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More than Half of Americans at Risk of Not Covering Essential Expenses in Retirement
Wednesday, December 11, 2013 6:55 AM

Despite improvements in the economy, many working Americans are falling behind on retirement preparedness, with 55 percent in fair or poor condition when it comes to being able to completely cover estimated essential living expenses in retirement, including housing, health care and food, according to Fidelity Investments’ new Retirement Preparedness Measure (RPM).

The RPM, which is based on data from Fidelity’s 2013 Retirement Savings Assessment survey, is a measure of whether working Americans are on track to cover their estimated total post-retirement expenses. Under the RPM, working Americans fall into four categories on the retirement preparedness spectrum:

  • Poor {red zone}
  • Fair {yellow zone}
  • Good {green zone}
  • Very Good {dark green zone}

The latest RPM from Fidelity finds that 41 percent of Americans fall into the red zone; 14 percent in yellow; 12 percent in green, and 33 percent in the dark green zone.

According to the RPM, many Americans are likely to fall short of meeting their retirement income goals, unless they act soon. In fact, the median score indicates working Americans are on track to meet just 74 percent of their estimated retirement expense goals and face a 26 percent income gap, placing them in the “yellow zone” and forcing them to make spending cuts in retirement that may diminish their quality of life—especially if the market experiences a severe downturn.

Here’s a closer look by generation:

  • Baby Boomers (born 1946-1964): The good news is that Boomers are on track to reach 81 percent of their goals, which places them in the “green zone.” While Baby Boomers entering retirement over the next five-to-10 years are in fairly good shape to completely cover at least essential expenses, this generation has less time to take actions that can help move them into “dark green” and be able to completely cover total estimated expenses. They also have fewer options than their younger counterparts to make up any shortfall.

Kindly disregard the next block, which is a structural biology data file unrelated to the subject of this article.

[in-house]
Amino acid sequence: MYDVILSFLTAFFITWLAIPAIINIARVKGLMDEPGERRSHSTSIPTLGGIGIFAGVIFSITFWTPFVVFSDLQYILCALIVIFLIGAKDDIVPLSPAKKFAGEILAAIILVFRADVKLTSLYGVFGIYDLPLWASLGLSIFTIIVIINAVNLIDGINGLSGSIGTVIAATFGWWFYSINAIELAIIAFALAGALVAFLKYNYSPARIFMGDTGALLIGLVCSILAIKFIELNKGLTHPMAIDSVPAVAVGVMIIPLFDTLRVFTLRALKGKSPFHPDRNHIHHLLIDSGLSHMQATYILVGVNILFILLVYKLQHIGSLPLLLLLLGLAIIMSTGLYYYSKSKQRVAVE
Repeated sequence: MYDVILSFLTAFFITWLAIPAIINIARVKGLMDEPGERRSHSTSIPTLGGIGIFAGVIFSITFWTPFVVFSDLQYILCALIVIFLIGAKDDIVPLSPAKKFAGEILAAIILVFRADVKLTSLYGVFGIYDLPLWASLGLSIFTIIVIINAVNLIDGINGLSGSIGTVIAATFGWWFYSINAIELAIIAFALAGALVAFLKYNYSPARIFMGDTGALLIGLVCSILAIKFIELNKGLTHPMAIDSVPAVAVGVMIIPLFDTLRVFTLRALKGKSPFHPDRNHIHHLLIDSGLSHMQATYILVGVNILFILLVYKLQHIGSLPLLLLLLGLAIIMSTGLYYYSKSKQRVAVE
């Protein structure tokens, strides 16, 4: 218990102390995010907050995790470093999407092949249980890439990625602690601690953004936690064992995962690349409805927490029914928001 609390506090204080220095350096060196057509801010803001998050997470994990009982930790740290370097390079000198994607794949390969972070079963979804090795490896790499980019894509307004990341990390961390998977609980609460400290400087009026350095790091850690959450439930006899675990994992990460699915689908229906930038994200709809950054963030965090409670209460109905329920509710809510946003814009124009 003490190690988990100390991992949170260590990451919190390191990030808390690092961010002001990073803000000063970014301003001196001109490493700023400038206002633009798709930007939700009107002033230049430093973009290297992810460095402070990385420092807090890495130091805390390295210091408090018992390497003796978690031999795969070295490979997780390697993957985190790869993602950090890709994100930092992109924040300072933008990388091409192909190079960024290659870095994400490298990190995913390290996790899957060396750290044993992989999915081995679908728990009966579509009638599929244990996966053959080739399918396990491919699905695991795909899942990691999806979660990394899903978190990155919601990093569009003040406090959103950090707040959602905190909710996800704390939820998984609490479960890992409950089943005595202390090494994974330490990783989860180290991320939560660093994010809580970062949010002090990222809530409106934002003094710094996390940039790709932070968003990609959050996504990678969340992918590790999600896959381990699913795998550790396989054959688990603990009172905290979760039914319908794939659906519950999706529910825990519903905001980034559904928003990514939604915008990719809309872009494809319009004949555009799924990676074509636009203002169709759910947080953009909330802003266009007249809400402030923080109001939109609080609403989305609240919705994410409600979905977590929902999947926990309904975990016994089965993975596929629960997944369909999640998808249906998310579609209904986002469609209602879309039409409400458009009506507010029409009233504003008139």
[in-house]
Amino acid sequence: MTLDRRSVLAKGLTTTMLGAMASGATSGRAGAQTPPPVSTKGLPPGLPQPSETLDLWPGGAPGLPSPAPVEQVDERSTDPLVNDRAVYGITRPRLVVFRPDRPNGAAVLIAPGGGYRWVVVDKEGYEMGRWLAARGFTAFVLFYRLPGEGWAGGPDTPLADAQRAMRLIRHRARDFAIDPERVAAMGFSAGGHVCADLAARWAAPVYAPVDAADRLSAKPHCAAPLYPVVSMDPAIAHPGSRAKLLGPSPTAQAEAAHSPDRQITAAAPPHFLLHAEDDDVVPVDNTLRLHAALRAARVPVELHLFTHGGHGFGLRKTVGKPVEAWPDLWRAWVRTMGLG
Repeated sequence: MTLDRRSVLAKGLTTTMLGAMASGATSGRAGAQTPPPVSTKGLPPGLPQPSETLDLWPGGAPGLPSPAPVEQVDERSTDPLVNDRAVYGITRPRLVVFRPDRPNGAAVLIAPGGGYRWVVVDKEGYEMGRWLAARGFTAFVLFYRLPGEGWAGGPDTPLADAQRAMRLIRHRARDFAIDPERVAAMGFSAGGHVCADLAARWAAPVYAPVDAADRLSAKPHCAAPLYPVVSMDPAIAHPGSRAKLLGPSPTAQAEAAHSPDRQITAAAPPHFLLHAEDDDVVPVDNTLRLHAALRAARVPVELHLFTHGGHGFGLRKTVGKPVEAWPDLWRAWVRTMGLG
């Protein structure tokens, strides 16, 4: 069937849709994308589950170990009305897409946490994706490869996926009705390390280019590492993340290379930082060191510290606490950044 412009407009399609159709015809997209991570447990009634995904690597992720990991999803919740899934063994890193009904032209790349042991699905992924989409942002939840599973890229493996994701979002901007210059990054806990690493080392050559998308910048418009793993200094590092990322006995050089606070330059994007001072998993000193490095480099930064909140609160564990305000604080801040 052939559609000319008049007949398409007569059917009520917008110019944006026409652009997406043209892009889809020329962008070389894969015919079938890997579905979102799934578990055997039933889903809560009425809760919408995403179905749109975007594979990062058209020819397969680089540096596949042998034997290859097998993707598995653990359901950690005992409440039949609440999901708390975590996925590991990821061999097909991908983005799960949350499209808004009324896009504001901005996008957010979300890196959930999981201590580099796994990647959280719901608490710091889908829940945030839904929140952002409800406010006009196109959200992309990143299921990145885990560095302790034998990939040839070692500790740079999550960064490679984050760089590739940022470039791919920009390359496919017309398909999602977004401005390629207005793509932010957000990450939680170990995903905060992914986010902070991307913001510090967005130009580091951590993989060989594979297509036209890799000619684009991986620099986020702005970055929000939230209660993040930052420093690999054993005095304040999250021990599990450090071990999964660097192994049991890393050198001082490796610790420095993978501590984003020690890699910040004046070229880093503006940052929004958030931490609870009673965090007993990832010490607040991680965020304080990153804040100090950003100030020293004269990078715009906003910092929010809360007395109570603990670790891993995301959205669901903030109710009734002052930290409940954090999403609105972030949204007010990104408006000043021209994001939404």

• Gen X (born 1965-1977): Gen X respondents are at 71 percent of their goal, placing them in the yellow.
  • Gen Y (born 1978-1988): Gen Y respondents—who are the furthest away from retirement—are currently falling significantly short and are in the red at 62 percent. This number is a concern, since the survey indicated many anticipate retiring early, despite the fact they probably won’t have the benefit of a pension, as their parents did. The good news for this generation: time is on their side, which means they can improve their situation by increasing their savings rate and investing for growth.

Fidelity’s survey revealed that overall, Americans save too little. In fact, the survey indicates 40 percent of survey respondents are saving less than 6 percent of their salaries today. Among Gen Y, that percentage jumps to 51 percent, versus 43 percent for Gen X and 34 percent for Boomers.

Consumers can improve their chances for a comfortable retirement by:

  • Raising savings now, and take advantage of savings vehicles such as 401(k)s, IRAs, Health Savings Accounts and tax-deferred annuities.
  • Reviewing their asset mix
  • Delay retirement – the longer you can wait the more time you will have to build savings